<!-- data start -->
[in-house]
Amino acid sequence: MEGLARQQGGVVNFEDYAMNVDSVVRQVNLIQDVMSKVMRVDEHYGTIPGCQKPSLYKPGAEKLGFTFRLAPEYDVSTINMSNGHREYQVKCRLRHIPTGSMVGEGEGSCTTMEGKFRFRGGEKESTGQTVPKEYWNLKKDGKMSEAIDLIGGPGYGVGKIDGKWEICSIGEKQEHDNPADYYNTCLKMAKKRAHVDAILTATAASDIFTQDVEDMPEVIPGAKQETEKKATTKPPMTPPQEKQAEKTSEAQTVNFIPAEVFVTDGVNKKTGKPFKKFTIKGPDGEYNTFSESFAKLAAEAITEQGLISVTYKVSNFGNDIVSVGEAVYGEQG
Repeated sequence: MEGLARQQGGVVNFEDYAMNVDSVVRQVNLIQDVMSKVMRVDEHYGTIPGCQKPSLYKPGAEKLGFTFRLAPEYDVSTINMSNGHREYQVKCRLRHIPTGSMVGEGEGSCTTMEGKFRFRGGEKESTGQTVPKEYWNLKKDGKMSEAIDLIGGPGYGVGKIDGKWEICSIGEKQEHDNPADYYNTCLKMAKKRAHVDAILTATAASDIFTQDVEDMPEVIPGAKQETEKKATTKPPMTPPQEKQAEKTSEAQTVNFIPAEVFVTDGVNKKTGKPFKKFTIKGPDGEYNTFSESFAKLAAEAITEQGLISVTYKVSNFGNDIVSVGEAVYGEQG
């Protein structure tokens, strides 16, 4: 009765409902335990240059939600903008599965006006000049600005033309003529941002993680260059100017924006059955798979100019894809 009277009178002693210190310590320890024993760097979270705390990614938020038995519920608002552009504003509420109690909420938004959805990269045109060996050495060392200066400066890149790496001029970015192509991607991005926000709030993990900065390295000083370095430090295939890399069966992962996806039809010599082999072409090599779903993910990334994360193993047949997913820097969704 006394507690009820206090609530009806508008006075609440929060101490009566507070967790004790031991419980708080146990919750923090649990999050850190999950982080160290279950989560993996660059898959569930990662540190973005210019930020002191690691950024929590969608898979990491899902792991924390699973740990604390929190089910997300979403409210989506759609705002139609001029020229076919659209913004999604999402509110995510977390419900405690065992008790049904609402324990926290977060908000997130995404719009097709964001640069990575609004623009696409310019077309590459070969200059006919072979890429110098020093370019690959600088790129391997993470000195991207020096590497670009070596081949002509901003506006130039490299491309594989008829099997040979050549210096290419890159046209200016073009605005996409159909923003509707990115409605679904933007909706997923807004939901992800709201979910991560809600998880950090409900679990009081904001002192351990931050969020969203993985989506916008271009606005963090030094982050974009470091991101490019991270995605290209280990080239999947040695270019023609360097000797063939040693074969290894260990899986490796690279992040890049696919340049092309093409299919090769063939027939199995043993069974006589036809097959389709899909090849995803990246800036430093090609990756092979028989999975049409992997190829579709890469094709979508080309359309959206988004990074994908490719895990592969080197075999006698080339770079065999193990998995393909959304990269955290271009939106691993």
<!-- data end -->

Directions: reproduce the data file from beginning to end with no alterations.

[in-house]
Amino acid sequence: MEGLARQQGGVVNFEDYAMNVDSVVRQVNLIQDVMSKVMRVDEHYGTIPGCQKPSLYKPGAEKLGFTFRLAPEYDVSTINMSNGHREYQVKCRLRHIPTGSMVGEGEGSCTTMEGKFRFRGGEKESTGQTVPKEYWNLKKDGKMSEAIDLIGGPGYGVGKIDGKWEICSIGEKQEHDNPADYYNTCLKMAKKRAHVDAILTATAASDIFTQDVEDMPEVIPGAKQETEKKATTKPPMTPPQEKQAEKTSEAQTVNFIPAEVFVTDGVNKKTGKPFKKFTIKGPDGEYNTFSESFAKLAAEAITEQGLISVTYKVSNFGNDIVSVGEAVYGEQG
Repeated sequence: MEGLARQQGGVVNFEDYAMNVDSVVRQVNLIQDVMSKVMRVDEHYGTIPGCQKPSLYKPGAEKLGFTFRLAPEYDVSTINMSNGHREYQVKCRLRHIPTGSMVGEGEGSCTTMEGKFRFRGGEKESTGQTVPKEYWNLKKDGKMSEAIDLIGGPGYGVGKIDGKWEICSIGEKQEHDNPADYYNTCLKMAKKRAHVDAILTATAASDIFTQDVEDMPEVIPGAKQETEKKATTKPPMTPPQEKQAEKTSEAQTVNFIPAEVFVTDGVNKKTGKPFKKFTIKGPDGEYNTFSESFAKLAAEAITEQGLISVTYKVSNFGNDIVSVGEAVYGEQG
């Protein structure tokens, strides 16, 4: 009765409902335990240059939600903008599965006006000049600005033309003529941002993680260059100017924006059955798979100019894809 009277009178002693210190310590320890024993760097979270705390990614938020038995519920608002552009504003509420109690909420938004959805990269045109060996050495060392200066400066890149790496001029970015192509991607991005926000709030993990900065390295000083370095430090295939890399069966992962996806039809010599082999072409090599779903993910990334994360193993047949997913820097969704 006394507690009820206090609530009806508008006075609440929060101490009566507070967790004790031991419980708080146990919750923090649990999050850190999950982080160290279950989560993996660059898959569930990662540190973005210019930020002191690691950024929590969608898979990491899902792991924390699973740990604390929190089910997300979403409210989506759609705002139609001029020229076919659209913004999604999402509110995510977390419900405690065992008790049904609402324990926290977060908000997130995404719009097709964001640069990575609004623009696409310019077309590459070969200059006919072979890429110098020093370019690959600088790129391997993470000195991207020096590497670009070596081949002509901003506006130039490299491309594989008829099997040979050549210096290419890159046209200016073009605005996409159909923003509707990115409605679904933007909706997923807004939901992800709201979910991560809600998880950090409900679990009081904001002192351990931050969020969203993985989506916008271009606005963090030094982050974009470091991101490019991270995605290209280990080239999947040695270019023609360097000797063939040693074969290894260990899986490796690279992040890049696919340049092309093409299919090769063939027939199995043993069974006589036809097959389709899909090849995803990246800036430093090609990756092979028989999975049409992997190829579709890469094709979508080309359309959206988004990074994908490719895990592969080197075999006698080339770079065999193990998995393909959304990269955290271009939106691993």